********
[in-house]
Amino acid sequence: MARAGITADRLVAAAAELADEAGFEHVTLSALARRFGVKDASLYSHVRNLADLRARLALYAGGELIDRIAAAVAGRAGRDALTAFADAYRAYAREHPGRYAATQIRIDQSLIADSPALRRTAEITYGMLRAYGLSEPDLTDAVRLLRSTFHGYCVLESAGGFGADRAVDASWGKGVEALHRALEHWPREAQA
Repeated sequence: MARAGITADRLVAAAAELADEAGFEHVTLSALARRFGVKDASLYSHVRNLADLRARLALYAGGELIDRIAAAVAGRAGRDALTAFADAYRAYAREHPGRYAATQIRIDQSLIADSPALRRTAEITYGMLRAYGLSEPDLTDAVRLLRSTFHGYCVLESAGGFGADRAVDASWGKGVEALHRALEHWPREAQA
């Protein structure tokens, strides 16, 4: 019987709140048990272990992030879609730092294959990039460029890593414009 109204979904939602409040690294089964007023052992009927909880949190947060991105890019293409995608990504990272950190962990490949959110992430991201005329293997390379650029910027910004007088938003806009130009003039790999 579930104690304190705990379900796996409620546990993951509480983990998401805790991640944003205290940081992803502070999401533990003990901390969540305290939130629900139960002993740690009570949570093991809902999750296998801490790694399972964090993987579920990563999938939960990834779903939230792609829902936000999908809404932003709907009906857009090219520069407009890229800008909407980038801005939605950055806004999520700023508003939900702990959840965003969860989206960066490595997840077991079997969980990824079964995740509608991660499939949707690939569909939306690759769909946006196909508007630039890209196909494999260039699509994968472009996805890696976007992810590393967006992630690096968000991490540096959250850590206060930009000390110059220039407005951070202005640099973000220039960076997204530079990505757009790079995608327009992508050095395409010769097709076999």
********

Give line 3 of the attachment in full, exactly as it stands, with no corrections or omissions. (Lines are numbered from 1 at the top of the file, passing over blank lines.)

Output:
Repeated sequence: MARAGITADRLVAAAAELADEAGFEHVTLSALARRFGVKDASLYSHVRNLADLRARLALYAGGELIDRIAAAVAGRAGRDALTAFADAYRAYAREHPGRYAATQIRIDQSLIADSPALRRTAEITYGMLRAYGLSEPDLTDAVRLLRSTFHGYCVLESAGGFGADRAVDASWGKGVEALHRALEHWPREAQA